Policy and Institutional Frameworks
Global Governance and Non-State Actors: Transnational Corporations, Environmental Justice and Human Rights in Developing Countries
This project explores the competing demands of economic development through foreign direct investment, and human rights and environmental justice in transnational corporate operations, within the framework of sustainable development in developing countries. Both within and outside the UN system, there is a plethora of human rights treaties, environmental norms and soft-law declarations aimed at the promotion of human rights and dignity, and environmental security.
Although corporations are non-state actors in international law, their operations in an age of economic globalization raise complex questions of the relevance, limits, and application of human rights and environmental norms to their operations. Do UN-led human rights and environmental norms bind transnational corporations when their operations violate basic international human rights and environmental laws in their host developing countries?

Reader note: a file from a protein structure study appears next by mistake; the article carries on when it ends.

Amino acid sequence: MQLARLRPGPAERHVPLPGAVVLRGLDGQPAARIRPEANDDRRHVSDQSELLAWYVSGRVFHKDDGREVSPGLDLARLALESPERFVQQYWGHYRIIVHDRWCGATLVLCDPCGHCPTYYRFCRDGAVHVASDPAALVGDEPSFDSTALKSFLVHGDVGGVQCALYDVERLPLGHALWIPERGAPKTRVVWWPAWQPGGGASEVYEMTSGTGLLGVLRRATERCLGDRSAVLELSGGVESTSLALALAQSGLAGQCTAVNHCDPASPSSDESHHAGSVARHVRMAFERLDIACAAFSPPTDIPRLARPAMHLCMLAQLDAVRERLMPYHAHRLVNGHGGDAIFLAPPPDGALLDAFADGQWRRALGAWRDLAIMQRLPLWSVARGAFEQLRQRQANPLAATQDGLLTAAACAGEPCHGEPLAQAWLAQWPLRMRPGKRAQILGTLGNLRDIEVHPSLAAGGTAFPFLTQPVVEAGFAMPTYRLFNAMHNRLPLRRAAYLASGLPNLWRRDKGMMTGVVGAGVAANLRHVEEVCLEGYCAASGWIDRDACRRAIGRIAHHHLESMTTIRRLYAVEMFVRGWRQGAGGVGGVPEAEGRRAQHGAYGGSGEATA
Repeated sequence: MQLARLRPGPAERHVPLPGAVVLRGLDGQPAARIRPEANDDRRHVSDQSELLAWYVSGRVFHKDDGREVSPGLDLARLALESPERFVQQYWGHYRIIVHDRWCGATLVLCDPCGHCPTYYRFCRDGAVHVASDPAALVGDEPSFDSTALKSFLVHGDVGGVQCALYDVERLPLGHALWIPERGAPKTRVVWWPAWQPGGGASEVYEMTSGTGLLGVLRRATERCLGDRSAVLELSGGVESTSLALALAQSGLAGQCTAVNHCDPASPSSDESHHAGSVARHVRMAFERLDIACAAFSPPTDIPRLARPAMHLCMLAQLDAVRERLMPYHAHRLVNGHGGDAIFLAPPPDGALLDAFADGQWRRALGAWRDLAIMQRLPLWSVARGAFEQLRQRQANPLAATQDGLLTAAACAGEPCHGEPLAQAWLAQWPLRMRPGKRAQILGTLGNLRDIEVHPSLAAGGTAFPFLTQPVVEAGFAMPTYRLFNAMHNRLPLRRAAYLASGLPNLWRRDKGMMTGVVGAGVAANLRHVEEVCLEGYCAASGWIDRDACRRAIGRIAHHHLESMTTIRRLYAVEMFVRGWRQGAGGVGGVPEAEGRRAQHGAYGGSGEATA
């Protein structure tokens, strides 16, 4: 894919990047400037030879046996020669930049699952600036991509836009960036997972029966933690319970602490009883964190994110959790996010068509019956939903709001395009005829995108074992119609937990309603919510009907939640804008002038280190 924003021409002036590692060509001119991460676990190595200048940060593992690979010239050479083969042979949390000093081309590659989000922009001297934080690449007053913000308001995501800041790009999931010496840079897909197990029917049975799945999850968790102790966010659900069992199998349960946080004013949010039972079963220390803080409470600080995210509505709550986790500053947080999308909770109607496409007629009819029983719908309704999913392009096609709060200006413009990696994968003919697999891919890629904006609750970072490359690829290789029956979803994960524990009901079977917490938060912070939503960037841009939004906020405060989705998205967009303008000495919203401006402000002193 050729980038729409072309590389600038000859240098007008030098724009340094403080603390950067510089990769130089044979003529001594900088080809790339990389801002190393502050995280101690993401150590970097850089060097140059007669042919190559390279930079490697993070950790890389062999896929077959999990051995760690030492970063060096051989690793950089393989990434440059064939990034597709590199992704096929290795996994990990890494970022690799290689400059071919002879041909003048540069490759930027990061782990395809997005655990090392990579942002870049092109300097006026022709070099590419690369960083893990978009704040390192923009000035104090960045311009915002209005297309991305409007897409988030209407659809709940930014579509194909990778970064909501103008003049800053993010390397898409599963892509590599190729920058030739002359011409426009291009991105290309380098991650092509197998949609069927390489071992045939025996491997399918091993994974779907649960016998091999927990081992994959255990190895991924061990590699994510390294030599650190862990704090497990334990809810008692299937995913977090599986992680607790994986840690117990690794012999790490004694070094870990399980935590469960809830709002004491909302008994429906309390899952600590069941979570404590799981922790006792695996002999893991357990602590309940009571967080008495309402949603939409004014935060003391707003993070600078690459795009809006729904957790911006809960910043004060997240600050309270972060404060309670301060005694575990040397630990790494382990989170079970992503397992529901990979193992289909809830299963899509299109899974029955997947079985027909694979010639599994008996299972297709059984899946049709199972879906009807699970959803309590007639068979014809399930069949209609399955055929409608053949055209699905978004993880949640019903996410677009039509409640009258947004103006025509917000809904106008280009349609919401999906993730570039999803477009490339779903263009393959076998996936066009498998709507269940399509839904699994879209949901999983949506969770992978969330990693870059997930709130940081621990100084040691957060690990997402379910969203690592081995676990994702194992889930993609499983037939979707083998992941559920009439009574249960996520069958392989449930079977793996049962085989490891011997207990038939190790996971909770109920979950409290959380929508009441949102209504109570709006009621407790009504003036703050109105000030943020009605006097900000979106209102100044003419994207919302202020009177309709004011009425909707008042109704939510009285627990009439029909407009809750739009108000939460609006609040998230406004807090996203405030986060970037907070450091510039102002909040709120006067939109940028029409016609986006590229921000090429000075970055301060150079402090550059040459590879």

This project analyzes the relevance and application of multilateral environmental and human rights norms in transnational corporate behaviour, in the extractive natural resource sector of developing countries. Although international law applies mostly to the relations of states and only states can sign treaties in international law, nonetheless TNCs have emerged as autonomous actors in international relations.
This project studies and maps out pragmatic ways in which UN-led multilateral environmental agreements can be used to "regulate" or at least influence transnational corporate behaviour, where transnational corporate activities threaten or violate core human rights and environmental norms.
Page last modified 2011.06.07.